BLM OKs new trail systems
As soon as the 30-day appeal period is over, Rifle and RAMBO hope to begin construction on Grand Hogback Trails near Rifle Arch
Less than two weeks ago, the Bureau of Land Management issued decisions to go ahead on an 18-mile non-motorized mountain biking trail system that the city of Rifle, the Rifle Regional Economic Development Corp. Rifle Area Mountain Bike Organization, Roaring Fork Mountain Bike Association have been working on for the past two years.
The decision also includes the addition of 10 miles of trails to the existing trails in the New Castle area.
“Both of these trail projects were proposed to the BLM by local user groups with support from local communities,” BLM Deputy Director for Policy and Programs William Perry Pendley said according to a release. “By working together, we can achieve sustainable trail systems that complement mutual community and BLM goals and objectives to provide for existing and growing recreation demand.”
Nathan Lindquist, Rifle city planner, said they have Gumption Trail Works lined up as a contractor for the project, and they are ready to go as soon as they get approval to put shovels in the ground.
“That’s exciting, we got the sign-off, we are ready to go, we have accepted a bid from Gumption Trail Works,” Lindquist said. “What we have to wait for now, is for the BLM 30-day appeal period to be over, which would be up June 22.”
The decision on the Grand Hogback Trails environmental assessment authorizes the construction of 18 miles of new mountain bike trails and a new parking area, reroutes the Rifle Arch hiking trail, and designates all hiking trails open to Class 1 e-bikes, except for Rifle Arch.
Trail construction might be delayed until fall depending on any appeals and weather. Lindquist said that the end of June through early July is the hottest portion of the summer, and the contractor is booked part of the summer.
Alison Birkenfeld, vice president of RAMBO, said the Grand Hogback Trails are their main project currently, and they are focused on keeping it progressing.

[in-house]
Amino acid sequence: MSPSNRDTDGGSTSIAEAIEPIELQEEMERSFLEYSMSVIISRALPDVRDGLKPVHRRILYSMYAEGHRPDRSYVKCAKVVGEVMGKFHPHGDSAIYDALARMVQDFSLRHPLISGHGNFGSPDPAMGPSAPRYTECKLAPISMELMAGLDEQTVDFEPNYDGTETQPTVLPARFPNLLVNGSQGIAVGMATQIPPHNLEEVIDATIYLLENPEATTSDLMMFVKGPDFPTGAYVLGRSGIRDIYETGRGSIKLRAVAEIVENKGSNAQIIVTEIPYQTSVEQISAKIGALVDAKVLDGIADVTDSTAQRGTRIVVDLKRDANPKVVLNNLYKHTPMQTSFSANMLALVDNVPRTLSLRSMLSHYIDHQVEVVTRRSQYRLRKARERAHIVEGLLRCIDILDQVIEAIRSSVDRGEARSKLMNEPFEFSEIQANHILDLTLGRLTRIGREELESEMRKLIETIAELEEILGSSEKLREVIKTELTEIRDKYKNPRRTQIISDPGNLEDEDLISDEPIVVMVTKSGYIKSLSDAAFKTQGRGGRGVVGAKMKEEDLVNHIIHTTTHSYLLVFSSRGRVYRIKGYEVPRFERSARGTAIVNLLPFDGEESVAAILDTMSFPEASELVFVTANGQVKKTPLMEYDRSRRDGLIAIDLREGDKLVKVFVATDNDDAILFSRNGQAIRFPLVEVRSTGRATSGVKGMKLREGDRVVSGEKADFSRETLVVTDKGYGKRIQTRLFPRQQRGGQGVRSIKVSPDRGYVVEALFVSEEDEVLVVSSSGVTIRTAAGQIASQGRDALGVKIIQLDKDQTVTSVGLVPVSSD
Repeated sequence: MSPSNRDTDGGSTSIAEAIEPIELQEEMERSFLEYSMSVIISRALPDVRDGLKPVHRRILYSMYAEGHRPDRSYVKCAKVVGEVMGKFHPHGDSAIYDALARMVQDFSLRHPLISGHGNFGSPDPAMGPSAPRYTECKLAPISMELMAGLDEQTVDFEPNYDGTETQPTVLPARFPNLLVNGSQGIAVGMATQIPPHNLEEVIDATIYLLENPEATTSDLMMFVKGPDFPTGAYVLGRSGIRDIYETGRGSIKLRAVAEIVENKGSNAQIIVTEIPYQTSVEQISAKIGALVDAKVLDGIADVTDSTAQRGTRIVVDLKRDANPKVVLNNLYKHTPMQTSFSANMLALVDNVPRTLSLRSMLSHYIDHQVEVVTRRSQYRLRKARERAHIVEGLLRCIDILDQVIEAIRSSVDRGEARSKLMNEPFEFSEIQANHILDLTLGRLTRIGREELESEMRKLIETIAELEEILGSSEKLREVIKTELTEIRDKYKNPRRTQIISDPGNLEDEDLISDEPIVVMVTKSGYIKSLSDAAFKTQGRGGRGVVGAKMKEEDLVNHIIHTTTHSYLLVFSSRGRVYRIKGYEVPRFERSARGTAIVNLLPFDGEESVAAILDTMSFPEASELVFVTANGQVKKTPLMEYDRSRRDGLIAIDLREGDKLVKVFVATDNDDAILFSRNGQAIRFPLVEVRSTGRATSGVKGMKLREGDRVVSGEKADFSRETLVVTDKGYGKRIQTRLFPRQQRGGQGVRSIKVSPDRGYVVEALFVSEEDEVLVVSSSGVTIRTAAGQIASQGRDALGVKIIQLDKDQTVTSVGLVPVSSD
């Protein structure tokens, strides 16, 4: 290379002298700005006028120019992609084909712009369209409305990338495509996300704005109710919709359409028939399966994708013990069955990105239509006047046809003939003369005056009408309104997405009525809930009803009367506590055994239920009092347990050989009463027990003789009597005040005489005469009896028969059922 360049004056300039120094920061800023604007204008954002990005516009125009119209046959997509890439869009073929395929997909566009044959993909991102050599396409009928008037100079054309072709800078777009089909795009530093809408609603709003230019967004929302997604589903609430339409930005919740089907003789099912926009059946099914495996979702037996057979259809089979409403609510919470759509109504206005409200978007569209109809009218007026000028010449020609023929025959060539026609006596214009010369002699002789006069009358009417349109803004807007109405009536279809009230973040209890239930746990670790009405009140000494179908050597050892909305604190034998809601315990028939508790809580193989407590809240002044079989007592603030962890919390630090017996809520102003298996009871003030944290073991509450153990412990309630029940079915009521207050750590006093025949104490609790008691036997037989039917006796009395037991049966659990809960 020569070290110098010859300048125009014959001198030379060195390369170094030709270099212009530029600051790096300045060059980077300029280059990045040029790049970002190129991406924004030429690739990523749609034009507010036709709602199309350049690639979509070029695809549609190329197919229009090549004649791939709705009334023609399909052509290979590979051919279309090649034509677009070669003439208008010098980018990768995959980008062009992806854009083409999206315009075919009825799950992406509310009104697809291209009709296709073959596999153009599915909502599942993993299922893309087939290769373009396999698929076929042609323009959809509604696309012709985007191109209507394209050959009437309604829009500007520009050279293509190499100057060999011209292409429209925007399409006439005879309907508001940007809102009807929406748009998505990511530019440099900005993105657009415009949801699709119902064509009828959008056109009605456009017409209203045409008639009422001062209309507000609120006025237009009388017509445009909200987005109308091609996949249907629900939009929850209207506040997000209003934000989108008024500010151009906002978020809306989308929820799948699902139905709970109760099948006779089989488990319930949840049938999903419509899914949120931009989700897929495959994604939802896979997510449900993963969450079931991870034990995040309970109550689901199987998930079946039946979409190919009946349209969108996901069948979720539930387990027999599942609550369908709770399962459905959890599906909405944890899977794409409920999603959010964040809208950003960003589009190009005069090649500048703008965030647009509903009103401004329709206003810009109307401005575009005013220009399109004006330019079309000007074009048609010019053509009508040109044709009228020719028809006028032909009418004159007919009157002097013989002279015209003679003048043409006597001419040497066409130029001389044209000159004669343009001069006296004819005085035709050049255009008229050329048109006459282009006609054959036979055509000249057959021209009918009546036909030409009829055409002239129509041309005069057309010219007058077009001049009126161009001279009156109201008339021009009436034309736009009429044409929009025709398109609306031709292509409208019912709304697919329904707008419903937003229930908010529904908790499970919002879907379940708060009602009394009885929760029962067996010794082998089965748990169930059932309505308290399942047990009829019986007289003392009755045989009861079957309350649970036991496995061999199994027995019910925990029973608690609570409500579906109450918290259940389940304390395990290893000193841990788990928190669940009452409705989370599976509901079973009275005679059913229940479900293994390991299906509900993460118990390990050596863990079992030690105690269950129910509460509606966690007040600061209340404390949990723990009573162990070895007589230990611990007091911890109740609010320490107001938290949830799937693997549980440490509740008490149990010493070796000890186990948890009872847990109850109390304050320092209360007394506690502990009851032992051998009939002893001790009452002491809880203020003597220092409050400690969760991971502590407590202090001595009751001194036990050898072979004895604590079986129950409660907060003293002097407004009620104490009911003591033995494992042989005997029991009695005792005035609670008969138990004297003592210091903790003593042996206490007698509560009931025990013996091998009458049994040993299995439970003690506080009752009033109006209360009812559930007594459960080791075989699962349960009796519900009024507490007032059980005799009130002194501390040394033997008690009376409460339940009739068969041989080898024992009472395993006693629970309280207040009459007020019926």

“That’s going to be a several-season-long project, because the season here gets so hot that trail building ends because of the heat. It will be a four-to-five-year project,” Birkenfeld said.
With the ultimate plan of 18 miles of mountain bike and hiking friendly trails, Lindquist hopes to get four to seven miles in the first phase, depending on how much help they receive from volunteers.
“Part of it we are paying the trail builder to do, they are going to do the stuff where you need machines because it is on a steep slope, and a lot of easier stuff we are going to have the volunteers do,” Lindquist said. “The way the trails are going to be built is really with hikers in mind as well. It’s going to be very scenic, and even though they are sharing the trails in a way, it is designed to be safe for both hikers’ and mountain bikers’ enjoyment.”
The new trail system will be located around the existing hiking trail near the trailhead along Highway 13 north of Rifle.
“It’s a good compromise that uses all that land in a way that’s pretty efficient with the space,” Lindquist said. “It keeps the Rifle Arch itself how it is — it’s a sacred space for both the Ute Tribe and a lot of people who live in the area today.”
The release states the decision aligns with Secretary of Interior’s Order 3356, which directs the BLM and other Department of the Interior bureaus to identify ways to expand access for hunting, fishing and outdoor recreation on agency-managed lands. More information about the Grand Hogback Trails Environmental Assessment can be found at: https://go.usa.gov/xvVcg, and https://go.usa.gov/xvVcW for more about the New Castle ERMA 2020 Trails EA.
“These trail projects are really important to Garfield County, and wouldn’t be possible without cooperation and collaboration with our public land partners,” Garfield County Commissioner Mike Samson said in the news release. “Trails help promote healthy, outdoor lifestyles, contributing to the strength and well-being of our citizens and communities alike.”
Support Local Journalism
Support Local Journalism
Readers around Glenwood Springs and Garfield County make the Post Independent’s work possible. Your financial contribution supports our efforts to deliver quality, locally relevant journalism.
Now more than ever, your support is critical to help us keep our community informed about the evolving coronavirus pandemic and the impact it is having locally. Every contribution, however large or small, will make a difference.
Each donation will be used exclusively for the development and creation of increased news coverage.
Start a dialogue, stay on topic and be civil.
If you don't follow the rules, your comment may be deleted.
User Legend: Moderator Trusted User